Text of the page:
THE signs on the horizon are that this year's Veitau Waqa — The Boat Lives races could signal a resurgence in the dying art of crafting traditional sailing vessels.
With 10 vessels entering the competition this year as part of the Hibiscus festival events, one can't be blamed for being more than hopeful for the future of the camakau and drua.
Last year's champion Joji Misaele believes that if his camakau design wins the title again this year then he may be able to lure back those with knowledge of the ancient art.
With the help of FNU, Mr Misaele was able to make improvements to the traditional camakau to fix key issues that were always sinking the vessel.
"Now what we know is the camakau can be made better," he said.
"What I was thinking is that if we can modify the safety and the performance of the camakau, those who used to build these vessels can go back to building them.
"That's the hope and dream that we have."
Working with new NGO Ocean Origin, as well as the Pacific Blue Foundation and other donors, Mr Misaele explained they had other lofty but not unrealistic ambitions.
He said the stories of the drua such as the Rusaivanua, owned by Ratu Seru Cakobau, had captivated them and they wanted to make those stories into reality again.
"Ratu Seru Cakobau's drua, Rusaivanua, took 10 years to make and was able to take 300 warriors to fight in times of tribal warfare.
"It was also said that these drua could travel at speeds of 20 knots but if you look around now, there is no drua. What we want now is to prove that these stories are true and prove that we could build drua like that.
"These stories were written by the missionaries and the traders but the problem is that no one has actually seen it but with the latest technology we have now, it could be possible again."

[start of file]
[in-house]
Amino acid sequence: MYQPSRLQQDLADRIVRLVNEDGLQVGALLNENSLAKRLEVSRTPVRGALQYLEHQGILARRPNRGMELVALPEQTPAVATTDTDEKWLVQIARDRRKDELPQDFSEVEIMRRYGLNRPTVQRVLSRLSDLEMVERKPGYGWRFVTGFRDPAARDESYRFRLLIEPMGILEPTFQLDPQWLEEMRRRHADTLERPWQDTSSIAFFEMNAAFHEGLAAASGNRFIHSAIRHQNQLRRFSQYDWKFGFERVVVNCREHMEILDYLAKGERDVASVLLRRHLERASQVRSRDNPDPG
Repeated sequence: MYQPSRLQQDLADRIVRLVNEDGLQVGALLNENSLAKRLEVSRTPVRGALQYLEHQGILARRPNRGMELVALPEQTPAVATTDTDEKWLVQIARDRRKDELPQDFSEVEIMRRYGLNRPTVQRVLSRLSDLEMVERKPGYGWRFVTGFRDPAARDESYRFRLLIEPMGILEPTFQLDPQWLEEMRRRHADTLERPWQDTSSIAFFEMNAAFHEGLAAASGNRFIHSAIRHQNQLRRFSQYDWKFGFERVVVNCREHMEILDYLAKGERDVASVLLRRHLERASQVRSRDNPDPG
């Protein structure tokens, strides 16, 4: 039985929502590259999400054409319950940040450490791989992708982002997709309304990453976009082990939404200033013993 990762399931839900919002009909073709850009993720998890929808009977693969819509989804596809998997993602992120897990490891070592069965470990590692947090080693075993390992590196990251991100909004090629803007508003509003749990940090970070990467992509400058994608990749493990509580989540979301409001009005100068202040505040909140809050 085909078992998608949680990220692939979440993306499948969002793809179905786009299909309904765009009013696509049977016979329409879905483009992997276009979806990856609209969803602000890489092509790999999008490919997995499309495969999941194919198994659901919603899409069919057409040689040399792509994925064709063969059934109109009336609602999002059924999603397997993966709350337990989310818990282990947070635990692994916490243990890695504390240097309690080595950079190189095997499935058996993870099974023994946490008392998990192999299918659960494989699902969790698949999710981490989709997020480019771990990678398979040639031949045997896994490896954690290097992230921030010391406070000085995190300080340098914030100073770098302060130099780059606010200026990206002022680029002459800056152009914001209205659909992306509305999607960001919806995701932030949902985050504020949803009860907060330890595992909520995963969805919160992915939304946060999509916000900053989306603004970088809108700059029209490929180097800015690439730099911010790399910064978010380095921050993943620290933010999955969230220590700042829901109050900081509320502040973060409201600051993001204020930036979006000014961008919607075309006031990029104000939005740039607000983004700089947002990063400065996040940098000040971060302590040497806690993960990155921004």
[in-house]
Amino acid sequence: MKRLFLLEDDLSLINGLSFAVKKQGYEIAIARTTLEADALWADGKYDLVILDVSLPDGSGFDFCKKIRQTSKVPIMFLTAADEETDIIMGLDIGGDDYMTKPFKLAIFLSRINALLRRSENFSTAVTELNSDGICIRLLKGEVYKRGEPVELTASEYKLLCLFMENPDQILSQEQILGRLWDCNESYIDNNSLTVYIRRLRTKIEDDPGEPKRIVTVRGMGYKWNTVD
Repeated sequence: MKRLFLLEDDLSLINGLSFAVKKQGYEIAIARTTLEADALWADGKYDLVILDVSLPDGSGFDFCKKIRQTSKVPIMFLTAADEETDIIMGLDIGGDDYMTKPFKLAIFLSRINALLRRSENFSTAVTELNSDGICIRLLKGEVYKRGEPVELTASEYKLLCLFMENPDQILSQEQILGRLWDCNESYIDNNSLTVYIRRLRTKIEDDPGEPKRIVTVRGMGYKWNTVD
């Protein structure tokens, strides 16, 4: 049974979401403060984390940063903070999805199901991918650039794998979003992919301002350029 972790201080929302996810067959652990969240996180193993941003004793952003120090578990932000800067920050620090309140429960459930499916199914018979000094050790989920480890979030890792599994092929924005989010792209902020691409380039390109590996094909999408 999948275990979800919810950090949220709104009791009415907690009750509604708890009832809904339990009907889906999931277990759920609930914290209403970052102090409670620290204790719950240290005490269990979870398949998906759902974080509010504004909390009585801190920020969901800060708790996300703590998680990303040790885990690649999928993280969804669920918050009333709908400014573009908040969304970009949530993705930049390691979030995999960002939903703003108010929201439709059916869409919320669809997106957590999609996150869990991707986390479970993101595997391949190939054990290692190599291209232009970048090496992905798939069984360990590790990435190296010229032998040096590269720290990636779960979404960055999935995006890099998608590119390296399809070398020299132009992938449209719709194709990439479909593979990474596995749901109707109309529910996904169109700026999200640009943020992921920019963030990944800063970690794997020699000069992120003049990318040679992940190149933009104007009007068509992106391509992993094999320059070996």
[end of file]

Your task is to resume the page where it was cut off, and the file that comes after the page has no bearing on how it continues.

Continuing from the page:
He said this was one of the main aims of Ocean Origin and they were working on it with the Pacific Blue Foundation and the Pacific Voyaging Society.
He explained that initial estimates for construction of a full size drua were placed at $100,000 with the largest cost being the manpower.
"With the advances in technology, now we can make the hull of the vessel from planks, whereas in the past, the size of the vessel depended on the size of the tree.
"This means that we are not restricted when building for size and they can be modified to ensure that they are safe.
"And the hope is that one day, traditional vessels will be built to assist those on unprofitable shipping routes in Fiji, saving money while also being environmentally friendly.
"But they realise that time is not on their side. Those with the traditional knowledge are getting harder and harder to find.
"We need to do this early while those who have the skill are still around but if we do this in another 10 or 15 years, it will be very hard to find people with that knowledge.
"For those who know the craft, they do not need a plan. Right now, they can be found in Kabara, Fulaga, Ogea, Moce and even Tuvuca where there are two traditional craft sailing right now."
As the Veitau Waqa races start tomorrow, the undertones of a race against time will also run deep in the minds of those with traditional sailing at heart.
A race they hope will not come to an abrupt conclusion.